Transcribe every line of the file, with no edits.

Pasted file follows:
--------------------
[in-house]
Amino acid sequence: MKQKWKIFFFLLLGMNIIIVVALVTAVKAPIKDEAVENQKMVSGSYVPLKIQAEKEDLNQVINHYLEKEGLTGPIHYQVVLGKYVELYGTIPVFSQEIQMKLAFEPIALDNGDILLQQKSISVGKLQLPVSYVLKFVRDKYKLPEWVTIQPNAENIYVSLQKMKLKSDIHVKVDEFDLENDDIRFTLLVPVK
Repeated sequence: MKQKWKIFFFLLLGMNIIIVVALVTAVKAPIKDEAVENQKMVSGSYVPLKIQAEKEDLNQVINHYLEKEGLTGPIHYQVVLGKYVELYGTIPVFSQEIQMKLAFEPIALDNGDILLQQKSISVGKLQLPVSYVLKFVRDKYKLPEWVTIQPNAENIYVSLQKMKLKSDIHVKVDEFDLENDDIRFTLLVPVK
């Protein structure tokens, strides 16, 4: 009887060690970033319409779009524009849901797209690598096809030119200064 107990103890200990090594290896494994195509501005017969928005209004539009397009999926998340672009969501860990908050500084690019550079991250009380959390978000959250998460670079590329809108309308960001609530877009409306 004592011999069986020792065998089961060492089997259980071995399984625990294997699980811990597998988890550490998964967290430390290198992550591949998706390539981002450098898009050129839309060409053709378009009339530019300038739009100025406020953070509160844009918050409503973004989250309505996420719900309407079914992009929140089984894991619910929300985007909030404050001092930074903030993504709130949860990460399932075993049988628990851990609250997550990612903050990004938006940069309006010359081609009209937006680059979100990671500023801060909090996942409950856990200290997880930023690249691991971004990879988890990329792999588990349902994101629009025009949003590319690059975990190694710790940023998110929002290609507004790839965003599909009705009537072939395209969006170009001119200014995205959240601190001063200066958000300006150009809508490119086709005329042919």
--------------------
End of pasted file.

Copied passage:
[in-house]
Amino acid sequence: MKQKWKIFFFLLLGMNIIIVVALVTAVKAPIKDEAVENQKMVSGSYVPLKIQAEKEDLNQVINHYLEKEGLTGPIHYQVVLGKYVELYGTIPVFSQEIQMKLAFEPIALDNGDILLQQKSISVGKLQLPVSYVLKFVRDKYKLPEWVTIQPNAENIYVSLQKMKLKSDIHVKVDEFDLENDDIRFTLLVPVK
Repeated sequence: MKQKWKIFFFLLLGMNIIIVVALVTAVKAPIKDEAVENQKMVSGSYVPLKIQAEKEDLNQVINHYLEKEGLTGPIHYQVVLGKYVELYGTIPVFSQEIQMKLAFEPIALDNGDILLQQKSISVGKLQLPVSYVLKFVRDKYKLPEWVTIQPNAENIYVSLQKMKLKSDIHVKVDEFDLENDDIRFTLLVPVK
């Protein structure tokens, strides 16, 4: 009887060690970033319409779009524009849901797209690598096809030119200064 107990103890200990090594290896494994195509501005017969928005209004539009397009999926998340672009969501860990908050500084690019550079991250009380959390978000959250998460670079590329809108309308960001609530877009409306 004592011999069986020792065998089961060492089997259980071995399984625990294997699980811990597998988890550490998964967290430390290198992550591949998706390539981002450098898009050129839309060409053709378009009339530019300038739009100025406020953070509160844009918050409503973004989250309505996420719900309407079914992009929140089984894991619910929300985007909030404050001092930074903030993504709130949860990460399932075993049988628990851990609250997550990612903050990004938006940069309006010359081609009209937006680059979100990671500023801060909090996942409950856990200290997880930023690249691991971004990879988890990329792999588990349902994101629009025009949003590319690059975990190694710790940023998110929002290609507004790839965003599909009705009537072939395209969006170009001119200014995205959240601190001063200066958000300006150009809508490119086709005329042919």